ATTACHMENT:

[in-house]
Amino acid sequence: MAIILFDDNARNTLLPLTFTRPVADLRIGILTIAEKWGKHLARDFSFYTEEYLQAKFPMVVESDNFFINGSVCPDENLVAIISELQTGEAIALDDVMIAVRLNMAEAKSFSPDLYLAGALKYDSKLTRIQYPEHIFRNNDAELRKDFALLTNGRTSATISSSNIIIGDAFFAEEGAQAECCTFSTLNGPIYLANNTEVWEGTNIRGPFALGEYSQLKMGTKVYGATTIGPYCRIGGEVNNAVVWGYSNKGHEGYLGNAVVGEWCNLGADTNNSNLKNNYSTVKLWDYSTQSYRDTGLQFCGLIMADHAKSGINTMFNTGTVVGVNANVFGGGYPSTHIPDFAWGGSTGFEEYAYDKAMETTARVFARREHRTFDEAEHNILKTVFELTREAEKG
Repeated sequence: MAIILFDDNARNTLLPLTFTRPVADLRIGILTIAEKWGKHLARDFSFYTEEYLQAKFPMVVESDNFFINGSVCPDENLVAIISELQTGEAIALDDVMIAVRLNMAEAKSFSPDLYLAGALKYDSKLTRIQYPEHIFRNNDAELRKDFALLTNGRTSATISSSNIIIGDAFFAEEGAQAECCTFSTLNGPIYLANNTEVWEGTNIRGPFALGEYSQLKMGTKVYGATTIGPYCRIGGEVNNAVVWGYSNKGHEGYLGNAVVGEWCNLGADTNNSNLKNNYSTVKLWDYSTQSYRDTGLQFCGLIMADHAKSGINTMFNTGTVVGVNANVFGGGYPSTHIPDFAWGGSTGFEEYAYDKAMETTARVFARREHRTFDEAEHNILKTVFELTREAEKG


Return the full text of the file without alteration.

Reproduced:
[in-house]
Amino acid sequence: MAIILFDDNARNTLLPLTFTRPVADLRIGILTIAEKWGKHLARDFSFYTEEYLQAKFPMVVESDNFFINGSVCPDENLVAIISELQTGEAIALDDVMIAVRLNMAEAKSFSPDLYLAGALKYDSKLTRIQYPEHIFRNNDAELRKDFALLTNGRTSATISSSNIIIGDAFFAEEGAQAECCTFSTLNGPIYLANNTEVWEGTNIRGPFALGEYSQLKMGTKVYGATTIGPYCRIGGEVNNAVVWGYSNKGHEGYLGNAVVGEWCNLGADTNNSNLKNNYSTVKLWDYSTQSYRDTGLQFCGLIMADHAKSGINTMFNTGTVVGVNANVFGGGYPSTHIPDFAWGGSTGFEEYAYDKAMETTARVFARREHRTFDEAEHNILKTVFELTREAEKG
Repeated sequence: MAIILFDDNARNTLLPLTFTRPVADLRIGILTIAEKWGKHLARDFSFYTEEYLQAKFPMVVESDNFFINGSVCPDENLVAIISELQTGEAIALDDVMIAVRLNMAEAKSFSPDLYLAGALKYDSKLTRIQYPEHIFRNNDAELRKDFALLTNGRTSATISSSNIIIGDAFFAEEGAQAECCTFSTLNGPIYLANNTEVWEGTNIRGPFALGEYSQLKMGTKVYGATTIGPYCRIGGEVNNAVVWGYSNKGHEGYLGNAVVGEWCNLGADTNNSNLKNNYSTVKLWDYSTQSYRDTGLQFCGLIMADHAKSGINTMFNTGTVVGVNANVFGGGYPSTHIPDFAWGGSTGFEEYAYDKAMETTARVFARREHRTFDEAEHNILKTVFELTREAEKG